This was a fairly deserted area with few cars and almost fewer people on foot apart from the odd pilgrim. An odd one like me. There, draped across the middle of the badly surfaced tarmac road was a meter long snake. Apparently dead. Being relatively unconcerned with snakes and knowing that the really poisonous ones in Japan are much smaller, I approached. Again, as with the crow, only when I had come within three paces or so did he move.
Lazily, almost nonchalantly the snake slid over the road's edge into the undergrowth. By now I realised that having walked hundreds of kilometers and never seen two different species in such a short interval cross my path that something was up. I did not however awaken to my navigation error and continued to muse that where there are two there will always be a third. The next day in the rain that third one showed up.
Gloriously alone in the pissing rain of this mountain I got down to 'pilgrim business'. For years I had been struggling with a Catholic idea that had informed my childhood and had become a despised notion as soon as I hit the road. Since I left home basically at seventeen and was in Indian sadhu circles by eighteen, the notion of resurrection had not even faintly touched my soul. What a bloody absurd story!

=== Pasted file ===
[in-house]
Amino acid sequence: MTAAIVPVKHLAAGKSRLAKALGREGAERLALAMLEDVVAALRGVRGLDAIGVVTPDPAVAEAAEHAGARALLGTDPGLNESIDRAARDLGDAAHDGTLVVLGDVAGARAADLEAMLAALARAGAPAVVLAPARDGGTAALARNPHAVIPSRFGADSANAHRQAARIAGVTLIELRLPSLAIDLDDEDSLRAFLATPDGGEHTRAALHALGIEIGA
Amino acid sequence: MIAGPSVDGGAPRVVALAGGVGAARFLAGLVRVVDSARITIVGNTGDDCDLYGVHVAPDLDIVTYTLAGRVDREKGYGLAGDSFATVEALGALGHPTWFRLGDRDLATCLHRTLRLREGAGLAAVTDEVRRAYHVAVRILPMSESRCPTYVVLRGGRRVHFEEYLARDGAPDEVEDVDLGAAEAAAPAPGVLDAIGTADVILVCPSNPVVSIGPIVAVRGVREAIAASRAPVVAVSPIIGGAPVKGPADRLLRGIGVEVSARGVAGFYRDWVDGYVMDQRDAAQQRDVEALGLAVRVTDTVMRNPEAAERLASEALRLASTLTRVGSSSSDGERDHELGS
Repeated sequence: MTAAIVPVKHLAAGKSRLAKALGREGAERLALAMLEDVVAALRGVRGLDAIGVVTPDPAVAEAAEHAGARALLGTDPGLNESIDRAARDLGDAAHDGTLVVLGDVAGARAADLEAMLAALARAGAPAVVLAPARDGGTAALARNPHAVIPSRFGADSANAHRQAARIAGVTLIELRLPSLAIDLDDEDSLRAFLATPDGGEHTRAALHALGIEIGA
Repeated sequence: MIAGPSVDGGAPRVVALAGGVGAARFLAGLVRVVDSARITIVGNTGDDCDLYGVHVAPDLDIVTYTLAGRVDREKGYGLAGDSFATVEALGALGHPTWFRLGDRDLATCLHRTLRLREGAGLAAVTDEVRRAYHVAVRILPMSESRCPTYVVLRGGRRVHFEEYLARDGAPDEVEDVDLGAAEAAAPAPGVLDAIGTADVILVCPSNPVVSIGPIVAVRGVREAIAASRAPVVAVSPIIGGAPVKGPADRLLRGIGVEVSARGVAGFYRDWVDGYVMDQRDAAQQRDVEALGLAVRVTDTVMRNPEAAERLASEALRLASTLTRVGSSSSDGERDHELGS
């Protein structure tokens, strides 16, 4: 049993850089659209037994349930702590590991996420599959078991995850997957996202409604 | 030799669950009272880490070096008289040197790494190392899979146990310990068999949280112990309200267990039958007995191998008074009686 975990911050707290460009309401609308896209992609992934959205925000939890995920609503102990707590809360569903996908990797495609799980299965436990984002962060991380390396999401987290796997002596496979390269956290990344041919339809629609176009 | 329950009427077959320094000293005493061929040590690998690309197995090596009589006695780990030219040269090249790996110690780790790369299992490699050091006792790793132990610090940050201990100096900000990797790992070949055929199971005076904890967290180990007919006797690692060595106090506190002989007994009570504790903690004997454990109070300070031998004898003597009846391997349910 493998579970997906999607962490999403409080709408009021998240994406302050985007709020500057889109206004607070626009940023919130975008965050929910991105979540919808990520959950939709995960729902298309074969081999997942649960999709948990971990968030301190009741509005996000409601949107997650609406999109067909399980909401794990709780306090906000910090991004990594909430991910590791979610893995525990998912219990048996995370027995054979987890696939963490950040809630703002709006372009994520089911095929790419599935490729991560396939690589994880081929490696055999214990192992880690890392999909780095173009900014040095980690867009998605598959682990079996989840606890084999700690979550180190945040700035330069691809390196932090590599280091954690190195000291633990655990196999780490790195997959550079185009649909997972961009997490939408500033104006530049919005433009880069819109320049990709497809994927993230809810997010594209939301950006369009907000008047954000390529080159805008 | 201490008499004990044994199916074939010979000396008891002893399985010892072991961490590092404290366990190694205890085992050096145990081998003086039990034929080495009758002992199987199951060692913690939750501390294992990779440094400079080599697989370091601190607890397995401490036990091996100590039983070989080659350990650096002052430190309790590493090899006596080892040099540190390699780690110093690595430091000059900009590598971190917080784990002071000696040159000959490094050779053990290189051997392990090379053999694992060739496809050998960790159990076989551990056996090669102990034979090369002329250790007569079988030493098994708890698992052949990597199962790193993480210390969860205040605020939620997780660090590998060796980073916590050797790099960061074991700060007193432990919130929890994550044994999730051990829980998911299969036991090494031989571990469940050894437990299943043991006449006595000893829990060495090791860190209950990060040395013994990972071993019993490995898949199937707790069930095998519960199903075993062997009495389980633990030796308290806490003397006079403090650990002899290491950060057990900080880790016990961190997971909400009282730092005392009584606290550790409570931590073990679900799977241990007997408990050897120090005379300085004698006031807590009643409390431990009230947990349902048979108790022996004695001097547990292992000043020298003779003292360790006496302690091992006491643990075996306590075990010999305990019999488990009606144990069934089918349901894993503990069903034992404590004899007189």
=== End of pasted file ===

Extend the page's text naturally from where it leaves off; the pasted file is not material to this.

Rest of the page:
But I was older now. I had seen and done a lot. Not just in this 'world' either since many Peruvian jungle excursions had seen me blasted out of this apparently solid world, far beyond the concepts of reality that zen should have shaken me free of. But zen I am stubborn. One day on a mountain in Peru I had awakened to my own Christian past and had really felt the presence. The Holy Spirit presence. The love that engulfs all ailing hearts in a revelation of a deeper reality.
Thus did I now consider myself at least on the road to becoming a Christ and so the nagging question of this totally ludicrous story could not be avoided. Of course the question begs why to begin with, would people dream up a ridiculous story in an age when people were spiritually far more sophisticated than we . They had to live in spiritual practise, whether pagan or Jewish or Platonic, much more seriously than we dabblers do now. We can always retreat to the welfare state. For them the only sure retreat was the spirit world, however it was imagined.
In that pouring rain I bawled out the question: " Did Jesus Christ really rise from the dead?" Not two seconds later I was stopped dead in my tracks having almost stepped on the frog in the picture above. Totally motionless he stood erect smack in my path. Lying on the ground to take that picture I looked for signs of life. None. No breathing could be ascertained looking at his knotty skin around the sides. But how can a dead frog stand erect? It is absurd. How could this be? Finally, I patted him on the head, and just as lazily as the crow and the snake had he hopped off to the side. What had appeared to be dead was most certainly alive. An answer or another, deeper riddle?